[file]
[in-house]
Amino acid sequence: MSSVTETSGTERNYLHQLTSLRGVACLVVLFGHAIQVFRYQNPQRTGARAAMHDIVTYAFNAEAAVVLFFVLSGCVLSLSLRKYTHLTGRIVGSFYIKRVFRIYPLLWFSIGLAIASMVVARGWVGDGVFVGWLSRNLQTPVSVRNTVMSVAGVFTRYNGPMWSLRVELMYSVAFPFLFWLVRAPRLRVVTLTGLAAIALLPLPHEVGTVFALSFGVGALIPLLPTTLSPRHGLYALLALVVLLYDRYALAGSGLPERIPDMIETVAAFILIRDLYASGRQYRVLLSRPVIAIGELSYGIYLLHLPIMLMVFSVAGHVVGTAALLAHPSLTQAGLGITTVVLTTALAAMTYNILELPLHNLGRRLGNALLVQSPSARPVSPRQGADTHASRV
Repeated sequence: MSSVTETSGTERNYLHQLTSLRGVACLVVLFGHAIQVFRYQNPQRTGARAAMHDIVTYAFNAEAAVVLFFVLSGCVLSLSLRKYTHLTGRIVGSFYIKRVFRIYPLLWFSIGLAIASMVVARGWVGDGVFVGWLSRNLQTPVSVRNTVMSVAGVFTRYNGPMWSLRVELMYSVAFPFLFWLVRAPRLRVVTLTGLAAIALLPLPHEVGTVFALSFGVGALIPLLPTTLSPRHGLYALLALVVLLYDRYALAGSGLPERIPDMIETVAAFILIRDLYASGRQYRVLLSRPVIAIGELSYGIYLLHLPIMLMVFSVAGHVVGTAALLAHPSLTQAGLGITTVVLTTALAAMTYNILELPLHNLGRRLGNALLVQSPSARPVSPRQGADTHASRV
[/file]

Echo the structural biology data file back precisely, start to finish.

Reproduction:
[in-house]
Amino acid sequence: MSSVTETSGTERNYLHQLTSLRGVACLVVLFGHAIQVFRYQNPQRTGARAAMHDIVTYAFNAEAAVVLFFVLSGCVLSLSLRKYTHLTGRIVGSFYIKRVFRIYPLLWFSIGLAIASMVVARGWVGDGVFVGWLSRNLQTPVSVRNTVMSVAGVFTRYNGPMWSLRVELMYSVAFPFLFWLVRAPRLRVVTLTGLAAIALLPLPHEVGTVFALSFGVGALIPLLPTTLSPRHGLYALLALVVLLYDRYALAGSGLPERIPDMIETVAAFILIRDLYASGRQYRVLLSRPVIAIGELSYGIYLLHLPIMLMVFSVAGHVVGTAALLAHPSLTQAGLGITTVVLTTALAAMTYNILELPLHNLGRRLGNALLVQSPSARPVSPRQGADTHASRV
Repeated sequence: MSSVTETSGTERNYLHQLTSLRGVACLVVLFGHAIQVFRYQNPQRTGARAAMHDIVTYAFNAEAAVVLFFVLSGCVLSLSLRKYTHLTGRIVGSFYIKRVFRIYPLLWFSIGLAIASMVVARGWVGDGVFVGWLSRNLQTPVSVRNTVMSVAGVFTRYNGPMWSLRVELMYSVAFPFLFWLVRAPRLRVVTLTGLAAIALLPLPHEVGTVFALSFGVGALIPLLPTTLSPRHGLYALLALVVLLYDRYALAGSGLPERIPDMIETVAAFILIRDLYASGRQYRVLLSRPVIAIGELSYGIYLLHLPIMLMVFSVAGHVVGTAALLAHPSLTQAGLGITTVVLTTALAAMTYNILELPLHNLGRRLGNALLVQSPSARPVSPRQGADTHASRV